Luna v. Kernan, No. 12-17332 [April 28, 2015]

Luna v. Kernan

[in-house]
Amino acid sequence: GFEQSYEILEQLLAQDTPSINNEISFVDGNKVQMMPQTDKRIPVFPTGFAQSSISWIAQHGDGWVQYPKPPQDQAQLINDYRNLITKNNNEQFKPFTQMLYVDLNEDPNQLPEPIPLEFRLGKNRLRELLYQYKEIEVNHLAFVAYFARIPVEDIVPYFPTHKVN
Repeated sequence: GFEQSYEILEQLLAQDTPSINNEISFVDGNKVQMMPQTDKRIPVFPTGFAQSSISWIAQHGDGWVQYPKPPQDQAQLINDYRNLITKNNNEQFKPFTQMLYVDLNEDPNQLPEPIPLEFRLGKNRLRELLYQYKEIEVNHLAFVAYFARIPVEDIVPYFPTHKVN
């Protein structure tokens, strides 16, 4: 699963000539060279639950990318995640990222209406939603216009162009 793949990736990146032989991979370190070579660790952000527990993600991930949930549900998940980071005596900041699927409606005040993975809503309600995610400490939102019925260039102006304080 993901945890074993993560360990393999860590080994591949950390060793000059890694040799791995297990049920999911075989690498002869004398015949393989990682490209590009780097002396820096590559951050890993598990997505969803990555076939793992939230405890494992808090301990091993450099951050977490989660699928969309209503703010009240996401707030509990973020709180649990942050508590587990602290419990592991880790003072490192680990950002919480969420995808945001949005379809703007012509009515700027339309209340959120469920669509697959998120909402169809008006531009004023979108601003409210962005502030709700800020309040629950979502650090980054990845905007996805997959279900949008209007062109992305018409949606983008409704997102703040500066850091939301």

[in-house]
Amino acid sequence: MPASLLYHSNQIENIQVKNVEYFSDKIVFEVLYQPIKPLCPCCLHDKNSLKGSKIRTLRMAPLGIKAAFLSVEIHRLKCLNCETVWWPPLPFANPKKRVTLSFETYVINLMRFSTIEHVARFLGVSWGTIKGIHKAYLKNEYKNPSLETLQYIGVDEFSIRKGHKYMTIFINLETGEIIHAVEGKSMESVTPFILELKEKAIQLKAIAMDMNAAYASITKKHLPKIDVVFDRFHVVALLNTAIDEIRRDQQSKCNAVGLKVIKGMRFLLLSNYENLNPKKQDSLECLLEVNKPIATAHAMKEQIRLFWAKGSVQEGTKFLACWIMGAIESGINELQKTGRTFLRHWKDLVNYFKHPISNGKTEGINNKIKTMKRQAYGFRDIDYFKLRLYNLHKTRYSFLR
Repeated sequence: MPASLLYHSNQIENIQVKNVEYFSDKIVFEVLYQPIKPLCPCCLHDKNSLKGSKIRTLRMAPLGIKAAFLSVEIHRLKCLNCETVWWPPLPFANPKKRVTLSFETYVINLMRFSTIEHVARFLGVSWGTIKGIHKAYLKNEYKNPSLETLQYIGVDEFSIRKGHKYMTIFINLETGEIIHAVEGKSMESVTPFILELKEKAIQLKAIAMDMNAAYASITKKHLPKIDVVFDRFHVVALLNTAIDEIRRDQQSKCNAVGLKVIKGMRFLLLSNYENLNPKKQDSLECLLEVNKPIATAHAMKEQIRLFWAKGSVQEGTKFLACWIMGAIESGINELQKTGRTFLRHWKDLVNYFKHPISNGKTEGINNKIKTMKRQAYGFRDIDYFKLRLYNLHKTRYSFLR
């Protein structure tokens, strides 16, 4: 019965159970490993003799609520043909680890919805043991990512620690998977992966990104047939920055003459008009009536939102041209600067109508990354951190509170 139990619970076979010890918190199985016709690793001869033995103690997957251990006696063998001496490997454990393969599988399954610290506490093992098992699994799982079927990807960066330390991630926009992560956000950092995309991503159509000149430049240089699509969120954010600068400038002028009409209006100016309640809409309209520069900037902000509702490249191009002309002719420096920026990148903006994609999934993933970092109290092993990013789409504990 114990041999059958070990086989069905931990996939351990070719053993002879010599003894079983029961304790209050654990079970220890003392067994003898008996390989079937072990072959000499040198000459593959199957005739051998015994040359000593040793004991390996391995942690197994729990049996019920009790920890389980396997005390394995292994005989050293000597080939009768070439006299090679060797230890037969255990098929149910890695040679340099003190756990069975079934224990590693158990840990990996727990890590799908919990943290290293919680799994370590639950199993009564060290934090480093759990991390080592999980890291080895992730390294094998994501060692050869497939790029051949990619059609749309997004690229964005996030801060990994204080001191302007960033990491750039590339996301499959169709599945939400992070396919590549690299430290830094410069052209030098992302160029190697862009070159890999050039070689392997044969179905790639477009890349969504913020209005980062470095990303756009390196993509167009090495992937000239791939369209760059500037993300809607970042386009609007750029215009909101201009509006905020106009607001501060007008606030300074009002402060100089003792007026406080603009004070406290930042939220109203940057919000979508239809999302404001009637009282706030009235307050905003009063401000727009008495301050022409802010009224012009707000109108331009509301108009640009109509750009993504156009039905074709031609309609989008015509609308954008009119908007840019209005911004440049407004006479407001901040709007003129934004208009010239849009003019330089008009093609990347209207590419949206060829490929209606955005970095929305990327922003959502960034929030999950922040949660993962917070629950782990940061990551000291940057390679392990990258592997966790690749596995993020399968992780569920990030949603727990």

Luna's court-appointed counsel filed his federal habeas petition 6 years after the statutory time limit. The magistrate judge noted that Luna “may have been better off without counsel.” The court found that contrary to the state’s contention to establish exceptional circumstance for equitable tolling the petitioner need not establish abandonment by his counsel, but a showing of professional misconduct [as opposed to “garden variety” negligence] will suffice if the misconduct is “sufficiently egregious.” Where counsel incorrectly move to voluntarily dismiss Luna’s timely filed petition, failed to both exhaust his remaining state court claims or file a federal petition within the statute of limitations, and continually led his client to believe his case would be heard on the merits because a fully exhaust federal habeas petition would be filed, the misconduct was sufficiently egregious. “[a]ffirmatively misleading a petitioner to believe that a timely petition has been or will soon be filed can constitute egregious professional misconduct.” The case was remanded back to the magistrate to consider diligence on Luna’s part as the court did not analyze the issue after finding a lack of extraordinary circumstances. To establish diligence Luna most show that 1) he kept in touch with his attorney and 2) that it was reasonable to continue to rely on his counsel's assurance about the progress of the case. The court found that the length of the delay, 6 years, was not by itself sufficient to show a lack of diligence, as argued by the state. Finally, the court affirmed that in determining equitable tolling that a “stop clock” approach should be used in connection with a diligence-through-filing requirement, i.e., that “the clock stops running when extraordinary circumstances first arise, but the clock resumes running once the extraordinary circumstances have ended or when the petitioner ceases to exercise reasonable diligence, whichever occurs earlier.” The petitioner must show that he/she remained diligent through filing. [The court did note that at some point, “our circuit may need to decide whether it makes sense to follow the stop-clock approach and at the same time impose a diligence-through-filing requirement.”]